The integrity of legal education in Kenya hangs in the balance with performance falling drastically at the Kenya School of Law, the only bar school in Kenya, yet the problem is not students’ brains!
It is understood that performance standards have steadily been falling over the past five years. The school went from a pass rate of 25% in 2012 to 9% in 2016, according to insiders, despite the fact it is ISO certified.
It’s not that law students have suddenly become dump. The Council of Legal Education, the examining body of bar examinations, has been accused of failing students deliberately to force them for re-sits that earn the college and lecturers millions of shillings.
A re-sit costs Ksh10,000 and a remark sets a student back Ksh15,000 per paper. With nine papers to be examined, having students fail and retake exams can be a lucrative venture. For instance, the number of students who sat the bar exam in November/December 2016 were 1,927.
The percentage of students that passed all the nine units was only 9%. That means that only 173 students out of 1,927 passed. The other 1,754 were forced to pay for either a re-sit or a remark.
“Say they all opt to pay for a re-sit, that means the Council of Legal Education would have earned itself Ksh17,540,000 untaxed money,” said a source from the college who has been studying the performance trends. “If they all opt to pay for a remark, the Council of Legal Education will earn Ksh26,310,000 untaxed money.”
After completing undergraduate degrees in law from a recognised university, students attend the Kenya School of Law to be prepared for admission to the Bar. The Kenya School of Law, established as a law vocational training school in 1963, was retooled in 1995 due to the establishment of faculties of law in East African universities, to provide the Advocates Training Program, which focused on the preparation of young lawyers for entry into the legal profession.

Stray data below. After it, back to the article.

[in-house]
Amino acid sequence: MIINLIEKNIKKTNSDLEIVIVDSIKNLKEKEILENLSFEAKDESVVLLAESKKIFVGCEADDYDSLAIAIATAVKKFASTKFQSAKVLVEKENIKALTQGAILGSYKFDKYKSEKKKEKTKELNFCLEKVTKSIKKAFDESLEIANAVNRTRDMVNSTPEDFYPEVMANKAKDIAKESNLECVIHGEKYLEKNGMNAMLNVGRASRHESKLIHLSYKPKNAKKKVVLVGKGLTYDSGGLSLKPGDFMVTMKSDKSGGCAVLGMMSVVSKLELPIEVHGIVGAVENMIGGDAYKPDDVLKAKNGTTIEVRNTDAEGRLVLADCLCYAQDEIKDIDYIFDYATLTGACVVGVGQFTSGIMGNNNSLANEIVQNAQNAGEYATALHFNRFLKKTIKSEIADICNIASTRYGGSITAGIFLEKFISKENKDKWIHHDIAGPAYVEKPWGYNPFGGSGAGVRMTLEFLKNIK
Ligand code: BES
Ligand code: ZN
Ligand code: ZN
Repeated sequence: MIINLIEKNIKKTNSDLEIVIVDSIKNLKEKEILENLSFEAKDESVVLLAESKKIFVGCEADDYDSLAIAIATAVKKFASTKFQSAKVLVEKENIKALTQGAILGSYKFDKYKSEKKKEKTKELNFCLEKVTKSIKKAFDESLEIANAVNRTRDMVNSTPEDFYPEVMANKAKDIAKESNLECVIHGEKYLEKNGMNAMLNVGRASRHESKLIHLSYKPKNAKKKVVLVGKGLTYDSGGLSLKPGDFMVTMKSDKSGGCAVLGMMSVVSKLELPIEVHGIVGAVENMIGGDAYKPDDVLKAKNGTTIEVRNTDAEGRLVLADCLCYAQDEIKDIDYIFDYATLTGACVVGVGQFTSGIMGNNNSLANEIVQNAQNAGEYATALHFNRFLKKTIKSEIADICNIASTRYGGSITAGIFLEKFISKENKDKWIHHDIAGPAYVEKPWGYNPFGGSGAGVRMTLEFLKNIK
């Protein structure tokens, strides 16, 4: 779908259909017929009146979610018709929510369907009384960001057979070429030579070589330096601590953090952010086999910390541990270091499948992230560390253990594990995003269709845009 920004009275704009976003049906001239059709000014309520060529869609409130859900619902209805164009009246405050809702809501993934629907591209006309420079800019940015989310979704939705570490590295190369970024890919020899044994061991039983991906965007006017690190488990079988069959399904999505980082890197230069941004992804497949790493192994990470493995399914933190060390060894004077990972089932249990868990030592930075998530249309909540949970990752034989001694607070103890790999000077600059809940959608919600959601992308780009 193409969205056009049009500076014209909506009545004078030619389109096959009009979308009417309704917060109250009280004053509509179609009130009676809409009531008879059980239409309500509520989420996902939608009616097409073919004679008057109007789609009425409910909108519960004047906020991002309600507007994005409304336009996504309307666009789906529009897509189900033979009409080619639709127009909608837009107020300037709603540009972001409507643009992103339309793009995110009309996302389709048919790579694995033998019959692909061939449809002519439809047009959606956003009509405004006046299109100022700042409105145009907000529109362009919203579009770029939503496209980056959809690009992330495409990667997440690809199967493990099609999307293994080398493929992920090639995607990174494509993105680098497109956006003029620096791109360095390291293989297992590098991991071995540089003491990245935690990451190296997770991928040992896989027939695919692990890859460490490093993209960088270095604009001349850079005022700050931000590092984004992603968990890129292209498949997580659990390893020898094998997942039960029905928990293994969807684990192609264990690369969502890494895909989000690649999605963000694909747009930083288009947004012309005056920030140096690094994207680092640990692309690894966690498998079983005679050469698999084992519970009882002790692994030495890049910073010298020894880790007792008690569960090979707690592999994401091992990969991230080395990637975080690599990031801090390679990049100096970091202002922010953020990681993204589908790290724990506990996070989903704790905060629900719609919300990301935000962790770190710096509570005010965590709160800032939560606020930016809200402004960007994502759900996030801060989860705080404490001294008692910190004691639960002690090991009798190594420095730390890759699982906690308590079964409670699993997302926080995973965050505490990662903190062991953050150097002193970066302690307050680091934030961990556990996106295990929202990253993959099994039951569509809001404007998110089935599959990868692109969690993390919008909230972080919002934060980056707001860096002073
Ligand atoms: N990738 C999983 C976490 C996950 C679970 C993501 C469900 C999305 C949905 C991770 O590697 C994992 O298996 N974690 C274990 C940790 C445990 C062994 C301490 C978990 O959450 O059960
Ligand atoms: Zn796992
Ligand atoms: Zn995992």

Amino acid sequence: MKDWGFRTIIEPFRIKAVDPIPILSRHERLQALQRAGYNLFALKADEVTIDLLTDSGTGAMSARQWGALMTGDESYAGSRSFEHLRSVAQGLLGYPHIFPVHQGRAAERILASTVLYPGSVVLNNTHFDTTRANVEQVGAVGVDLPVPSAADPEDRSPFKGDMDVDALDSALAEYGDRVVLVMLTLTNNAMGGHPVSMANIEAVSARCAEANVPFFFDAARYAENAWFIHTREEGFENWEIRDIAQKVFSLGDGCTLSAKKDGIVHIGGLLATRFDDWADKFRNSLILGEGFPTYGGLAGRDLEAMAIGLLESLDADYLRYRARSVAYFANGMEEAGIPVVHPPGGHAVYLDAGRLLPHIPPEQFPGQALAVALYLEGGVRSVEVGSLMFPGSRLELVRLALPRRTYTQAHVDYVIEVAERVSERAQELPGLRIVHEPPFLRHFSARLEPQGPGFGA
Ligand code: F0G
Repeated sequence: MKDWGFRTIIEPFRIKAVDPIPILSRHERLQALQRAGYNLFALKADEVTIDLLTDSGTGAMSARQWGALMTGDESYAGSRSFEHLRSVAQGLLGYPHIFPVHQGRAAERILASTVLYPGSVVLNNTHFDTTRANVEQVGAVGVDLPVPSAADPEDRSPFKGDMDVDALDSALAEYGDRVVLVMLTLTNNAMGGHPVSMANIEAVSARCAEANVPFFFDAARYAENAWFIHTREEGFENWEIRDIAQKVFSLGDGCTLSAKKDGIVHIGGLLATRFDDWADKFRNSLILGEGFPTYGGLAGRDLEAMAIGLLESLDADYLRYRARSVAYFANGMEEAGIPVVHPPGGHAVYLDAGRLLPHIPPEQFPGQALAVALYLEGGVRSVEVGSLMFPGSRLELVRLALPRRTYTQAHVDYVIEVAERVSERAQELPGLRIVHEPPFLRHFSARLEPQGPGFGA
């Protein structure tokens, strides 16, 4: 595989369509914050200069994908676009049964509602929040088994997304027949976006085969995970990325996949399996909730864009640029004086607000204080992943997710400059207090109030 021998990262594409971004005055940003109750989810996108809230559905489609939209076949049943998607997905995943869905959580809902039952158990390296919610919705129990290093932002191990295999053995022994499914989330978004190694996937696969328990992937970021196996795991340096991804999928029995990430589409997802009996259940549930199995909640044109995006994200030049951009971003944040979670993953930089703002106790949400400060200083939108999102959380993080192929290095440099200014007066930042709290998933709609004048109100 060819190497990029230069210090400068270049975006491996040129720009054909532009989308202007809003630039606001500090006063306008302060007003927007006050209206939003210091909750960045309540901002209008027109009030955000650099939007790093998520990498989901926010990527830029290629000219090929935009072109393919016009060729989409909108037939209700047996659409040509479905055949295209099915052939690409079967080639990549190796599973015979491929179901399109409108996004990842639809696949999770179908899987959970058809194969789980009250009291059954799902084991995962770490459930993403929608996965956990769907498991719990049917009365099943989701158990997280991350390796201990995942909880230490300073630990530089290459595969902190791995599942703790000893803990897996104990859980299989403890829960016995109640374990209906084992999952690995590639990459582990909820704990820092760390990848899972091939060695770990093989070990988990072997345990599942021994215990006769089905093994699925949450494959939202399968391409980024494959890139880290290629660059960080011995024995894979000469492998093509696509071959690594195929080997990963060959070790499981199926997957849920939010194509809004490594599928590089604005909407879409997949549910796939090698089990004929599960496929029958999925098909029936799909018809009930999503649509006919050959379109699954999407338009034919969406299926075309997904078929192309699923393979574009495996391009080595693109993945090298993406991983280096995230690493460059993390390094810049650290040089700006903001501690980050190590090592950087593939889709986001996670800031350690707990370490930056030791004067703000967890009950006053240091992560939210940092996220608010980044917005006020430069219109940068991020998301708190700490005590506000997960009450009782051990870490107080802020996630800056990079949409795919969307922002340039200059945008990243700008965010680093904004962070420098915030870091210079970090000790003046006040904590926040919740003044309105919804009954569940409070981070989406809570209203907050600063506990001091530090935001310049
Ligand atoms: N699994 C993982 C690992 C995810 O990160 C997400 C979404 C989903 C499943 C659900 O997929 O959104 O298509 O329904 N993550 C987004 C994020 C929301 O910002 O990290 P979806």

Students and parents believe the college is running a scheme that is frustrating students but rewarding it handsomely. It is also said the scripts students write on for the bar exam are usually not properly marked or not marked at all, explaining why remarking sees a good number of students pass.
Even renowned lawyer PLO Lumumba touched on the issue when he addressed fresh students during their orientation early this year.
In 2005, a ministerial task force on the Development of a Policy and Legal Framework for Legal Education in Kenya expanded the mandate of the Kenya School of Law to include the following Advocates Training, Continuing Professional Legal Development, Paralegal Training, provision of Specialized Professional Legal Training in Public Service, Conducting of Projects, Consultancies and Research. The Council of Legal Education Act is the basis of legal training in Kenya.